Like most hiking in the Allegheny National Forest, it's a nice walk in the woods. Occasional views of the reservoir in between the leaves; a few house-sized boulders here and there. Blazes are generally excellent; there are signposts showing one's location on the trail map at all the numbered trail junctions.
There are two developed campgrounds with vault toilets and hand-pump water: Hopewell, which is directly adjacent to the trail, and Handsome Lake, which has a longer connector trail going down to it -- we didn't go down to Handsome Lake at all, but I assume it resembles Hopewell. We did not camp at either of the developed campgrounds. On the first night we used an established backpackers' site near the outlet of Polly's Run -- water in the run was very low, so we went down to the reservoir for water. On the second night we used an established site on the north bank of the Tracy Run outlet. Tracy Run was clearly at a pretty low ebb but it still had plenty of water in it. Many other established sites dot the shores of the reservoir. Lakeside campsites are popular with boaters, so don't expect much privacy or solitude even if you stay out of the developed campgrounds.
We didn't see much in the way of wildlife -- squirrels, mice, and chipmunks in enormous abundance. Spotted a bear track near Nelse Run but no bear encounters. A number of songbirds, especially closer to the water.
Very nice hike. The 8.9 mile loop requires taking Tracy Ridge Trail to the NCT and then back up the Johnnycake trail. Or trailmarkers 1->2->15->14->12->11->10->17->3->2>1. The trail is very well documented with a map located at every intersection. You can make this a longer hike if you continue past the Johnnycake trail south along the NCT to trailmarkers 6 or 7.
A group of four did this trail in a day. It was grueling, and it took about 6-7 hours. If you're doing it in a day, do not overpack, wear good shoes, and try not to do it after a storm. Lots of trees down, and lots of muddy patches. Very nice views, and it seems like there would be a lot of cool places to camp to make this an overnight trip. Trails are marked, but be ready to make basically a 3 mile incline hike at the end of the trip.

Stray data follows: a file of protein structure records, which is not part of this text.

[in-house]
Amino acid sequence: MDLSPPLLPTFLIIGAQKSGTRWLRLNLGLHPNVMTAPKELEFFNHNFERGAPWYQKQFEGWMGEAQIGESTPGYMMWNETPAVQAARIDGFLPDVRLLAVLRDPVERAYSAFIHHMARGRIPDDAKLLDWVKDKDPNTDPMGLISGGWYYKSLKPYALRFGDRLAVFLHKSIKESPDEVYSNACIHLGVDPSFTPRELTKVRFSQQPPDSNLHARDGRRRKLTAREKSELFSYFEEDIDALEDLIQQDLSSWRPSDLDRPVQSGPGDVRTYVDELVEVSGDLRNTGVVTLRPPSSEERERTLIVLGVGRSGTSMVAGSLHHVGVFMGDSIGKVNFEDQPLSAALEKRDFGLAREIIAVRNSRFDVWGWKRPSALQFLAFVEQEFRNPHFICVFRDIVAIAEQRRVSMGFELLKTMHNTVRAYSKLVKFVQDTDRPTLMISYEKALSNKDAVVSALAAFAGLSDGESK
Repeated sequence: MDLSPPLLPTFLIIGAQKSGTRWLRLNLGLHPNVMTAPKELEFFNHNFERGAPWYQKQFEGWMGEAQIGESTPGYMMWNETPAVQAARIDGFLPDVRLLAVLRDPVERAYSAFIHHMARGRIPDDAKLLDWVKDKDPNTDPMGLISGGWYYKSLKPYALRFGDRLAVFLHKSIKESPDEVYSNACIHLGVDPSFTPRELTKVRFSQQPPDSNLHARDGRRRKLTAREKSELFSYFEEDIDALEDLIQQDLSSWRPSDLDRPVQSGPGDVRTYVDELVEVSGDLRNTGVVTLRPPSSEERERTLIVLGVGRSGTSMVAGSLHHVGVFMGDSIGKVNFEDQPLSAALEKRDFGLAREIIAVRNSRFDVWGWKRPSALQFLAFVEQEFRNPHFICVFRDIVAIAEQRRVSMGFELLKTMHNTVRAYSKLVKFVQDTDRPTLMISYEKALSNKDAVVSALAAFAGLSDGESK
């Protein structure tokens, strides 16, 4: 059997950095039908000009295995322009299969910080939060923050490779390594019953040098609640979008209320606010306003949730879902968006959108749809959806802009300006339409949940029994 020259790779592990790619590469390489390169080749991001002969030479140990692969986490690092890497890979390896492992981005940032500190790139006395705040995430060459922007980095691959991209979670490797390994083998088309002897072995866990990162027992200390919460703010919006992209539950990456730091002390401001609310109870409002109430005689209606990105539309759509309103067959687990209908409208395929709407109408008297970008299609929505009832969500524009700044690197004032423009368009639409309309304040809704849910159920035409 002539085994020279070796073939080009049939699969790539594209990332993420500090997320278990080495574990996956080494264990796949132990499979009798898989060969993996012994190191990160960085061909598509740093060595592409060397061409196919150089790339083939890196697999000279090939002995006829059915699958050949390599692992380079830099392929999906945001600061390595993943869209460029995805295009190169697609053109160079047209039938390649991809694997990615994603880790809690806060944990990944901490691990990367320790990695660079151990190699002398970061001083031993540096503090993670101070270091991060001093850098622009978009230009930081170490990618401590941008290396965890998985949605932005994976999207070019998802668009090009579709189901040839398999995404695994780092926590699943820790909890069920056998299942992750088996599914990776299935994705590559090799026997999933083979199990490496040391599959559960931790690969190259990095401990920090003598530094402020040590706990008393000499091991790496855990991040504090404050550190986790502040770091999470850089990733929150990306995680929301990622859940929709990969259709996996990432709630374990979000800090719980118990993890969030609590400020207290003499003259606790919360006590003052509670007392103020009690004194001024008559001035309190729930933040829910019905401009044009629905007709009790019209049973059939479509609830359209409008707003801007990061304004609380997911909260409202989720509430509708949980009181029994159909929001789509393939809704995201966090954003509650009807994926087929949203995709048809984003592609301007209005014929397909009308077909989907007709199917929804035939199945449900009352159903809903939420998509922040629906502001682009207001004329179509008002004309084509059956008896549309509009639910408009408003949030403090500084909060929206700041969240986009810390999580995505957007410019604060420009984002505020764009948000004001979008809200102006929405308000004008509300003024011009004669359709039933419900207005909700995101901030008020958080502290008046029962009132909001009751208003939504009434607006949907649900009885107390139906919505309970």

Backpacked this trail over 3 days. Trails are well marked, plenty of places to camp, swim spots and lots of neature!
Visited here the first time in August, just a day hike 2.5 miles in to Handsome Lake CG and back. Completely fell in love with it! We're planning our first backpacking trip to camp in October when the weather is cooler and the bugs are fewer! Will post another update and more photos when we finish that trip!
I have backpacked here twice. The first time was simply a three day trip of hiking. When we arrived at our campsite the second night it was several feet underwater. However I returned a couple years later for a five day hiking, swimming, and relaxing trip. It was very enjoyable. One of our campsites which we spent two nights at had a rocky beach into the water. It was a great experience.
This is a really nice trail but be advised, there is some considerable elevation gain as you go up and around the mountain so it can get pretty strenuous at points, especially in the heat and if you're carrying a lot of gear. That being said if you're looking for a good two/three day backpack with ample camping and good views this is a great spot. After four miles you'll start to see the reservoir through the foliage and there are several really nice spots near the water to pitch a tent. I've done this trail in the fall and in the Summer. In late fall before the leaves come in you'll be afforded better views, but in summer when the woods are green it's equally nice but more closed off to the valley. As long as you have a filter there are plenty of places to gather water, and there is abundant wildlife in this stretch of the forest although I've yet to see a bear there.